"It's only when you stand over it, you know, when you physically stand over the bike, that then you say 'hey, I don't have much stand over height', you know"-T. Ellsworth

    You're turning black metallic.

  6. #6
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    I like my fat bike regardless of what is officially or unofficially classified as a "fat bike"... it's fat to me. I'm on 26x4" tires and I'm mounting my brand new 4" Dillinger 4's this weekend because we are supposed to get some snow next week.

    My wife, friends, and family think I'm nuts prepping for winter riding and that's ok... Bring on the Nebraska winter.

    Go Huskers...
    cederic

    2017 Salsa Beargrease
    2012 Fuji Absolute 3.0 Road Bike
    Giant Roam X-Road - Sold it
    Giant CycloCross - Sold it

  7. #7
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    the first "fat" tires didn't even measure up to today's 3.8/4 inch tires, and that size is enshrined in fatbike race rules and rules for groomed trails. So you can't just go and change it to 5 inches for the helluvit.

    Frankly, I think the terms "plus" and "fat" have outlived their usefulness for the most part. There is quite a continuum in rim and tire sizes going right now for whatever strikes your fancy.

    I have ridden in 7 inches of fresh snow (wet and heavy consistency) with 26x3.8 Surly Nates at 2psi (at room temp). Same depth of dry, old, and grainy snow was a no go because it wouldn't pack.

    Sent from my VS995 using Tapatalk

  8. #8
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    4" isn't fat? I'd have to disagree with that. I have been running 4" tires on 80mm wheels since 2010. Now, granted I am not predominantly riding expedition/backcountry stuff and I am 145 lbs geared up. I mostly ride single track stuff around Anchorage with an occasional backcountry trip out of town. I see a lot of folks riding on 5" tires on the groomed trails around Anchorage but this would be overkill for the kind of riding I do. A lot depends on what/where you will be riding, how much you weigh, etc. Bigger is not always better. I would recommend investing in studded tires for winter riding. They have proved to be a very smart investment for me.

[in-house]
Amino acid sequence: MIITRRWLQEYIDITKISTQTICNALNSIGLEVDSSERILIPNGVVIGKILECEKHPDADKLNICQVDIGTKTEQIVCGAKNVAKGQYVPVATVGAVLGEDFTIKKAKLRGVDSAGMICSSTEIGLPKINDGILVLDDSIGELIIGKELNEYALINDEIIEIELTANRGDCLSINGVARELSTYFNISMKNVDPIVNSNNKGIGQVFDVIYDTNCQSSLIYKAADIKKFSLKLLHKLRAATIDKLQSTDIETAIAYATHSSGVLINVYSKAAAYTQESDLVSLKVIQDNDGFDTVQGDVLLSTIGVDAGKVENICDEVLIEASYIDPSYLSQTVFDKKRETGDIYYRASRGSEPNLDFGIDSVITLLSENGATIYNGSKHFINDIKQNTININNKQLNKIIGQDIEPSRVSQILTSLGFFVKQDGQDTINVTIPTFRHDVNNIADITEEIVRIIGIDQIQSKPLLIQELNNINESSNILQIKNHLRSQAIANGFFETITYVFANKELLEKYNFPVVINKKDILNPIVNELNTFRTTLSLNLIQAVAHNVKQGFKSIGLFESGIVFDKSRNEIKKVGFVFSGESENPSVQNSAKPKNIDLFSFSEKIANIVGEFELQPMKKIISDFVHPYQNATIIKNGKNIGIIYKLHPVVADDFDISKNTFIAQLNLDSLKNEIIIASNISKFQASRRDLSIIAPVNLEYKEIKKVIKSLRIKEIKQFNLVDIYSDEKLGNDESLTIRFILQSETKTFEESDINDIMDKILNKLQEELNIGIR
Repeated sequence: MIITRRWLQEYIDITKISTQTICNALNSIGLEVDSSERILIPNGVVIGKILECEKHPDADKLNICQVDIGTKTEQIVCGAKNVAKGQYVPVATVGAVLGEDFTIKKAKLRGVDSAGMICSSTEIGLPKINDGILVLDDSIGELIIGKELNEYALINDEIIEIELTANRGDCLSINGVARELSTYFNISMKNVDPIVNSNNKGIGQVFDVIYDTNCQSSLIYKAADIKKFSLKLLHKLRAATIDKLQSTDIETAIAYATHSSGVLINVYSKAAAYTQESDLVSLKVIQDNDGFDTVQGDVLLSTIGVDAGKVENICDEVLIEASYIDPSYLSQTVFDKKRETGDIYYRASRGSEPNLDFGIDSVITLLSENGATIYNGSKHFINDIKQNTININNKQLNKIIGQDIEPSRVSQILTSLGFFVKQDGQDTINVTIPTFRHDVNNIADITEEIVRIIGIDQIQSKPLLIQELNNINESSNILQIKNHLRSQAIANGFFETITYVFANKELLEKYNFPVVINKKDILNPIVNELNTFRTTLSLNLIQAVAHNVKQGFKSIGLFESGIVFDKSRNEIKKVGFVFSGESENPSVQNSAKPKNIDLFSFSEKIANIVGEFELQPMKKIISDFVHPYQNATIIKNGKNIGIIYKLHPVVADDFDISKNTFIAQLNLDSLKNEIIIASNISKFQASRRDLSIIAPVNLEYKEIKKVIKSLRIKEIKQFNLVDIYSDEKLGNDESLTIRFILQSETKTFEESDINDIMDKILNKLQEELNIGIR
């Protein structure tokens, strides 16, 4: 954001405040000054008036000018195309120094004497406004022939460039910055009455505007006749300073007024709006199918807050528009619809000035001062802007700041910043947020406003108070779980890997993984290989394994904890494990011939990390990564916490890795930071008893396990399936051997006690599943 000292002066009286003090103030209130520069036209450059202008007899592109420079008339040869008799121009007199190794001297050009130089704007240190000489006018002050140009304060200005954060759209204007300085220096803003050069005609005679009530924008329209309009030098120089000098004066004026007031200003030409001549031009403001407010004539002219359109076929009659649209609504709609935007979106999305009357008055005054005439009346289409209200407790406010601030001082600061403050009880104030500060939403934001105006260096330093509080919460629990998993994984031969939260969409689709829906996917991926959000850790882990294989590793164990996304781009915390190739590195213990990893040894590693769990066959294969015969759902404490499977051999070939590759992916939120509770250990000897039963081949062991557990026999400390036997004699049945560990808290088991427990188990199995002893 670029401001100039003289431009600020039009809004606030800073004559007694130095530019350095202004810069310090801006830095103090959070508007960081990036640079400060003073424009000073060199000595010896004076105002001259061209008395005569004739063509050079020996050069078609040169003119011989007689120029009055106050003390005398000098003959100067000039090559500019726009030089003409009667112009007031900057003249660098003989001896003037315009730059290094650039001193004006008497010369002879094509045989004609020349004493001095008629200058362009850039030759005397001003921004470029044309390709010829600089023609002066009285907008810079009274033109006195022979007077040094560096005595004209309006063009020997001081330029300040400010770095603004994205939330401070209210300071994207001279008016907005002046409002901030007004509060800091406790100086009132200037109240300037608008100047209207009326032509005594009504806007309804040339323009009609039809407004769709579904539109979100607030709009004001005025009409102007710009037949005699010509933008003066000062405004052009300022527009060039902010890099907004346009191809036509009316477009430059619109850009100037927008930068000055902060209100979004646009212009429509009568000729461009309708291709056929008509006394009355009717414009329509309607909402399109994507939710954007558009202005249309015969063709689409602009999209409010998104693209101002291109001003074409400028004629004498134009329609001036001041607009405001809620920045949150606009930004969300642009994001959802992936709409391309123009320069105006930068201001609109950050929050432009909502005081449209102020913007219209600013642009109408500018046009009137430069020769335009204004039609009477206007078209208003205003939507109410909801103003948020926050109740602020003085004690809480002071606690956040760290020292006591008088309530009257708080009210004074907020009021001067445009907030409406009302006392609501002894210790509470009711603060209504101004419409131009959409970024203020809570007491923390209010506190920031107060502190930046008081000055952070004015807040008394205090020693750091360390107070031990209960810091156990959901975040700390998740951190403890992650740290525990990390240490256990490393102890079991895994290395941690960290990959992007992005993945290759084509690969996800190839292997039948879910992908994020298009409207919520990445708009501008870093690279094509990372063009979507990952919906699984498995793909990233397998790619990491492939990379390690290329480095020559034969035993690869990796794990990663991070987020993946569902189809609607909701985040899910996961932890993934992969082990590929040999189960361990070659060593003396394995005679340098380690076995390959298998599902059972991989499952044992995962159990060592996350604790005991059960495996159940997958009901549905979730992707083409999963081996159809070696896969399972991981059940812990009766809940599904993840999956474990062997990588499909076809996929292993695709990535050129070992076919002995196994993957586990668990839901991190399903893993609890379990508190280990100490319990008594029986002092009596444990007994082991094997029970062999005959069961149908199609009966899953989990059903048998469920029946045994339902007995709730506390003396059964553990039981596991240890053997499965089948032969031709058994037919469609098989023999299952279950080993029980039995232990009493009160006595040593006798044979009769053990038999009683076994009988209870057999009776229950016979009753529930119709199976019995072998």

9. #9
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    Quote Originally Posted by fisherk View Post
    4" isn't fat? [...] I am 145 lbs geared up.
    Donít underestimate the importance of your geared up weight on floatation.

  10. #10
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    As well as appropriate tire pressure for the conditions (e.g., how much snow and type of snow). In my experience, people tend to run too much tire pressure for the conditions, especially in newer snow/soft conditions. Much like Jayem stated, I have found that around 6" to 7" of new snow will require pre-packing. We use snowshoes to pack in the single track trails. A few dedicated folks tow weighted expedition sleds on the trails to help pack them in. It is a lot of work but well worth it. Dry/loose snow will take more time.

  11. #11
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    Quote Originally Posted by fisherk View Post
    4" isn't fat? I'd have to disagree with that. I have been running 4" tires on 80mm wheels since 2010. Now, granted I am not predominantly riding expedition/backcountry stuff and I am 145 lbs geared up. I mostly ride single track stuff around Anchorage with an occasional backcountry trip out of town. I see a lot of folks riding on 5" tires on the groomed trails around Anchorage but this would be overkill for the kind of riding I do. A lot depends on what/where you will be riding, how much you weigh, etc. Bigger is not always better. I would recommend investing in studded tires for winter riding. They have proved to be a very smart investment for me.
    I find bigger is mostly better, take right now on the trails around Anchorage, with the D5s I can air down quite a bit and get a much softer and funner ride than the D4s. I find there's more turning traction and they hook up better on the roots and stuff. Sure, you can ride the D4s and a lot of other stuff, but I've only found advantages to the D5s and no disadvantages. I have D4s, but have never found anything they are really good at. True, at some point it becomes counter-productive turning giant tires that weigh a ton, but again, I haven't found this to be an issue with the D5s, they just work well on everything and the extra volume is nice.

    I just got back from the new Hillside STA trails, but yesterday was riding throughout the Far North park on all the older trails, as well as the day before.
    "It's only when you stand over it, you know, when you physically stand over the bike, that then you say 'hey, I don't have much stand over height', you know"-T. Ellsworth

    You're turning black metallic.